Filters: Your search found 11 results.
Educational Level:
Middle school  
Materials Cost:
1 cent - $1  
Learning Time:
10 to 30 minutes  
Resource Type:
Activity  
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This is a lesson about the electromagnetic spectrum. Learners will read two pages of information about the electromagnetic spectrum and answer questions in an accompanying worksheet. This activity is from the Stanford Solar Center's All About the... (View More)

This is a lesson about the formation of plasma bubbles in Earth's ionosphere. Plasma bubbles cause stars to twinkle and radio signals from satellites to distort. Learners will build a model ionosphere in order to demonstrate and understand this... (View More)

In this activity, students learn the basics of the horizon, direction and the rising and settings of the Sun and stars by making a schoolyard "medicine wheel" with sidewalk chalk on playground asphalt. Medicine wheels are stone rings constructed by... (View More)

In this activity, students engage in long-term systematic observation to learn about the apparent annual motion of the Sun caused by the Earth’s orbit around the Sun. Students put a dot on a window where sunlight enters the classroom (or any room... (View More)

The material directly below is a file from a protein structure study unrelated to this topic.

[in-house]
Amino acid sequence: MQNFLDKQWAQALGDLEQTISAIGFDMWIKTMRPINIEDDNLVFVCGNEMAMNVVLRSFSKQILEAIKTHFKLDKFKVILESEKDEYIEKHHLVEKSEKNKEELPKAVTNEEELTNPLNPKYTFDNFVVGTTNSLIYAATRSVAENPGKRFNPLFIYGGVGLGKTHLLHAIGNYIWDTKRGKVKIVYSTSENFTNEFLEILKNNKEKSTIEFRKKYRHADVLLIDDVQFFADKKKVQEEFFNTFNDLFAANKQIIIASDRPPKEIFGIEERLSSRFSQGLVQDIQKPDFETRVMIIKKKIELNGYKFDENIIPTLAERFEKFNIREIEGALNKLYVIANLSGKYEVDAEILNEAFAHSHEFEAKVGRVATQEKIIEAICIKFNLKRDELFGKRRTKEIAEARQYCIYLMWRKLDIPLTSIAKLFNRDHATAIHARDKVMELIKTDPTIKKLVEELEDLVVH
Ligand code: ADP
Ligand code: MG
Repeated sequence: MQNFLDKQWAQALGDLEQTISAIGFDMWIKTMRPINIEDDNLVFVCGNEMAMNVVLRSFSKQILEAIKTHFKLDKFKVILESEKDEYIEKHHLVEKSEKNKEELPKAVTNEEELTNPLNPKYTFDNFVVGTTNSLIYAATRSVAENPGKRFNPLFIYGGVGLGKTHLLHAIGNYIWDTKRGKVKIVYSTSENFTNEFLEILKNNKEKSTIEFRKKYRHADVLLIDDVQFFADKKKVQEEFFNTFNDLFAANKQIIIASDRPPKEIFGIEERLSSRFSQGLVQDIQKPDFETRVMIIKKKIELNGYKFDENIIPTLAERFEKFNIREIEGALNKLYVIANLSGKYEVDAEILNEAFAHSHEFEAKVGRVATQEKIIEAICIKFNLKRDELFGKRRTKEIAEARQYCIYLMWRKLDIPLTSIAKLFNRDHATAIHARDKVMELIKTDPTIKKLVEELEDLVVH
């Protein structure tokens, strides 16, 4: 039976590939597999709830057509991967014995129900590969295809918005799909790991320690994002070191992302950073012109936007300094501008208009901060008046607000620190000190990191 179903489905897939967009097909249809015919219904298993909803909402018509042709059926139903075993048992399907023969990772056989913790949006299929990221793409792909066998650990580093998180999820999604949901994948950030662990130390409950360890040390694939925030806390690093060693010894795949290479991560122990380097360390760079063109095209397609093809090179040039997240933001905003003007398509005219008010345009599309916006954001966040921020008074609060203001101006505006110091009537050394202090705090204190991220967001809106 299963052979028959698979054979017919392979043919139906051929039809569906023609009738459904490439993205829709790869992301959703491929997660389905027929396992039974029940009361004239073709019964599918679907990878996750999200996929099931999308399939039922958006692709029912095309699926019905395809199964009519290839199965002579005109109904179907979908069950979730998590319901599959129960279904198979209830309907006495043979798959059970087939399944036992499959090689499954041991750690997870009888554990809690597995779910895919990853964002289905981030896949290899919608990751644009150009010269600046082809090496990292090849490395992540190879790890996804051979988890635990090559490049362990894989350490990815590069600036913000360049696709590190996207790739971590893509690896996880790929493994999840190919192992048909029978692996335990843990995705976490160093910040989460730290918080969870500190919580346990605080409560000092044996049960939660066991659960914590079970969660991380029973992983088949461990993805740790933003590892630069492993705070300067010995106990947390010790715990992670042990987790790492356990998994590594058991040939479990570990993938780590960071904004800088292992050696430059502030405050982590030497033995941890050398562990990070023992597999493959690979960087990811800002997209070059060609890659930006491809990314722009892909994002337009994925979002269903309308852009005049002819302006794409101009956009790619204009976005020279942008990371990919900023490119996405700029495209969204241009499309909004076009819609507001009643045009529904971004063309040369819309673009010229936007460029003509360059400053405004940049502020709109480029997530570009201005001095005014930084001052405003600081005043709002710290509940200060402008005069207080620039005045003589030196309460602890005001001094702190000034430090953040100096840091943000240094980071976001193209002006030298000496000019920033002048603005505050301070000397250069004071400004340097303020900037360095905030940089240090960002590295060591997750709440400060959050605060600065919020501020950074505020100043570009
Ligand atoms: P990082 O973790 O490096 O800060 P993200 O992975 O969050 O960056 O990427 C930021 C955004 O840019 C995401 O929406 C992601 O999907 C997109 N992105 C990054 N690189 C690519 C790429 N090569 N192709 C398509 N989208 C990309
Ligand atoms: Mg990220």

In this activity, students learn about the motion of the Sun in relation to the Earth, and how geographic directions are defined. Students use a tetherball pole (or an alternative) as a gnomon and the shadow the Sun casts to determine the exact... (View More)

This is an activity about determining the distance of a solar flare from the center of the Sun's disk. Learners will use transparency grids overlaid on images of the Sun in order to calculate the distance of a solar flare, similar to a signal... (View More)

This activity shows how an ordinary ruler can measure human reaction time (RT). Learners will convert a standard ruler into a time ruler (relating time and distance) and measure each others RT. They will also calculate means and variances and the RT... (View More)

In this inquiry investigation, students learn that while the Sun appears to move around the Earth, in fact it is the Earth spinning around on its axis while the Sun remains stationary. Materials suggested for this activity include an easel or wipe... (View More)

In this kinesthetic activity, students learn how photons may be transmitted, absorbed, or scattered. Materials required include a small ball, an overhead projector, 4 clear cups, different liquids (milk, water, black ink, grape juice), and a... (View More)

We've all seen pictures of the Earth and its atmosphere as a series of concentric circles, showing the troposphere, stratosphere, ionosphere, etc., often looking like a bullseye target with the solid Earth in the middle. But if we were to draw that... (View More)

Keywords: Scale
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